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Farm groups seek stronger safety net in upcoming farm bill
Debt limit debate delaying work on bill in Congress
DES MOINES — Iowa farm groups and congressional representatives said a strong safety net for farmers is vital as Congress works to reauthorize the federal farm bill this year.
Increasing baseline funding for programs like crop insurance that help cover losses from natural disasters or low revenue would help farmers deal with high production costs and uncertain futures, said Iowa Farm Bureau Federation President Brent Johnson.
The federal farm bill is a sprawling legislative package reauthorized every five years that deals with farming, rural development, nutrition, conservation, forestry and more. It lays out several key farm programs, like the safety net programs, as well as agriculture research and nutrition assistance.
It was last passed in 2018, and will need to pass by fall of this year to keep certain programs functioning.
Production and input costs have increased significantly since 2020, with some steeply outpacing inflation, Johnson said.
“The cost of production right now … is higher than our expected revenue come this fall,” Johnson said. “And to deal with 200, 300 percent inflation, knowing that our cash flows are upside down currently, that puts real risk into communities.”
The production cost of corn in 2023 is estimated at between $930 and $1,115 an acre, according to a report from Iowa State University. In 2019, the same production was estimated to cost between $640 and $775 an acre.
Aaron Lehman, president of the Iowa Farmers Union, echoed the call for an updated safety net.
He also said the farm bill should address consolidation in the farming industry.
Lehmann attributed some of the increase in production costs to consolidation on both the input side and the markets farmers sell to.
According to the National Farmers Union’s 2023 policy book, four companies controlled 85 percent of the corn and 76 percent of the soybean seed market in 2015, and similar consolidation exists when it comes to pesticides and livestock.
“We think that this farm bill ought to include a competition title so that these marketplaces are transparent, and they deal with supply and demand forces rather than price manipulations that may be taking place,” he said.
Iowa delegation hears from farmers
Four members of Iowa’s congressional delegation — U.S. Sens. Chuck Grassley and Joni Ernst and Reps. Randy Feenstra and Zach Nunn, all Republicans — sit on agriculture committees in Congress and have been participating in hearings and markups on the farm bill in the past year.
Feenstra, who represents Iowa’s northwest 4th District, said in an email that protecting crop insurance has been the top priority for farmers in his district.
“During every meeting that I’ve held, the top priority for our agricultural community remains strong protections for crop insurance. I agree 100 percent. We must maintain and strengthen crop insurance, particularly as we’ve endured devastating derechos, tornadoes, droughtsand floods over the last several years," he said.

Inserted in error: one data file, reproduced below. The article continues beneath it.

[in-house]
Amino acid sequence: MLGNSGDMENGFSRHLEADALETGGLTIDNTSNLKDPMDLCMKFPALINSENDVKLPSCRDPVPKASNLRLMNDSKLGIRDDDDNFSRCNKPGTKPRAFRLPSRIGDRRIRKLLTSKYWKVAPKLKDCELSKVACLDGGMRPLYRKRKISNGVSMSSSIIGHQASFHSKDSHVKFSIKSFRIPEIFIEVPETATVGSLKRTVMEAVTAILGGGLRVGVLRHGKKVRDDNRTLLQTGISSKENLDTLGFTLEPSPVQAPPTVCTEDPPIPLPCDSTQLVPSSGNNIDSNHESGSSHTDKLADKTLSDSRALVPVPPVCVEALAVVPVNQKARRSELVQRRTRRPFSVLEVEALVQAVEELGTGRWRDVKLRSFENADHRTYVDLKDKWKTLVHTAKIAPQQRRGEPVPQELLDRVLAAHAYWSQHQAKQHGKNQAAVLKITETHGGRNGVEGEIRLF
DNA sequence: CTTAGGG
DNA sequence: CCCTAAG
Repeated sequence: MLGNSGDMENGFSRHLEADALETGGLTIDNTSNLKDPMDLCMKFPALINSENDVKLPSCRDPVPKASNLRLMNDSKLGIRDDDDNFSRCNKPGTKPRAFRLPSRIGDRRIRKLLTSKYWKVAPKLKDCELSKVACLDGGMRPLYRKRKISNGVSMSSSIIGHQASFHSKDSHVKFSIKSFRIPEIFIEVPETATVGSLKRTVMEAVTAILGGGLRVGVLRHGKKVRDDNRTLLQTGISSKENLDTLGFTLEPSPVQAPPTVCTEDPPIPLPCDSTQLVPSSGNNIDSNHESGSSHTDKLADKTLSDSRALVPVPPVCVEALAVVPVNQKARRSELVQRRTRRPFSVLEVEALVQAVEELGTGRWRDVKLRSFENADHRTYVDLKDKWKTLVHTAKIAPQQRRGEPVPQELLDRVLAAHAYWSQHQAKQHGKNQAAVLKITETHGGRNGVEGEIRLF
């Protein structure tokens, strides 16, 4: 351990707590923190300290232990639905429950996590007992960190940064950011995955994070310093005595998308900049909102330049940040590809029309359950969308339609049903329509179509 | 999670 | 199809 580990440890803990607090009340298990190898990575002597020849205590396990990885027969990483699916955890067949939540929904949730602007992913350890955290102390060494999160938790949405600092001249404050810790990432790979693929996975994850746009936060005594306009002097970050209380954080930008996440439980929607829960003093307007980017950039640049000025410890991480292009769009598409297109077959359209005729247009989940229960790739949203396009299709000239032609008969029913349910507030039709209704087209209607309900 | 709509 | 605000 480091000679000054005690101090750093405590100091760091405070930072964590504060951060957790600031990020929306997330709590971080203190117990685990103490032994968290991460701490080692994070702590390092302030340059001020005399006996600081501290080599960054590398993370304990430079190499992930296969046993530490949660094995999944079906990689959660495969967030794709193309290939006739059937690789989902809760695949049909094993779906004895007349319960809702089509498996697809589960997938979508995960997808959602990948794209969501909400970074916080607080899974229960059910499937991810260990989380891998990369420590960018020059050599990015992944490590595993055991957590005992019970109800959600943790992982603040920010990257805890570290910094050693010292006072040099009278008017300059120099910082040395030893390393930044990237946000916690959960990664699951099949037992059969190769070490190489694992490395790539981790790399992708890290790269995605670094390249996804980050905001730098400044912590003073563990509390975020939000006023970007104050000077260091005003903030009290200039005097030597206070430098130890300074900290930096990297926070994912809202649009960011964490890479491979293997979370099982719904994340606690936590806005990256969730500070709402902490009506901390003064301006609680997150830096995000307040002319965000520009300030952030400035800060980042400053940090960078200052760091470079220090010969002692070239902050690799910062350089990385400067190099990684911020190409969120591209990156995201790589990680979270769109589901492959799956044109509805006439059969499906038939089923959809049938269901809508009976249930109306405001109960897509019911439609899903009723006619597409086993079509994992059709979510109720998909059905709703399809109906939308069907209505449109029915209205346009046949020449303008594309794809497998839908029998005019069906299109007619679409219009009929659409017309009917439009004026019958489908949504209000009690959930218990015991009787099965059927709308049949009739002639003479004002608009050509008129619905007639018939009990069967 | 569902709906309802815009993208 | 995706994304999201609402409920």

He also said strengthening biofuel production, increasing foreign trade and promoting young farmers were among his goals for the bill.
A spokesperson for Ernst said the senator is looking to increase regulation on foreign investment in American farmland by updating the 1978 Agriculture Foreign Investment Disclosure Act.
She also wants to improve animal disease preparation, increase foreign trade and put more scrutiny on the U.S. Department of Agriculture spending, the spokesperson said.
Ernst said in an email she’s heard from Iowans about “areas where the federal government can do a better job of working with the agriculture community, not against them.”
Feenstra and Ernst also expressed varying levels of support for changes to the Supplemental Nutrition Assistance Program, or SNAP, the federal program, formerly known as “food stamps,” that provides money to low-income people to buy food.
Ernst's spokesperson said the senator is “looking at ways to ensure there is less fraud, waste and abuse in this program intended for the most vulnerable.”
Feenstra pointed to his support for the America Works Act, a bill backed by more than 40 House Republicans that would increase work requirements for SNAP.
Increasing work requirements for federal benefits is also a priority for House Republicans as they negotiate with Democrats over raising the nation’s debt ceiling and the issue is likely to come up again in the farm bill.
Debt limit delay
Iowa U.S. Sen. Chuck Grassley said this month the delay in settling the debt limit dispute is delaying the writing of the farm bill.
He said Senate Agriculture Committee Chair Debbie Stabenow, D-Mich., had floated delaying the bill until September, but Grassley said work should start earlier with spending estimates.
“It's just this simple: You put in what numbers you want to put in, and then you dial them up or down depending on what the top line of government spending is for ’24,” he told reporters this month.
Both Johnson and Lehmann, the leaders of Iowa’s two farmer organizations, said they worry about the delay and that any budget cuts could restrict the money available for farm programs.
“The farm bill only comes around once every five years as planned,” Johnson said. “To have it potentially follow up the debt ceiling conversations, to know that that conversation could potentially impact production agriculture and rural communities for the next five years, the life of this next farm bill, is a valid concern.
“It would be shortsighted to have the farm bill be drastically impacted by the debt ceiling conversations going on.”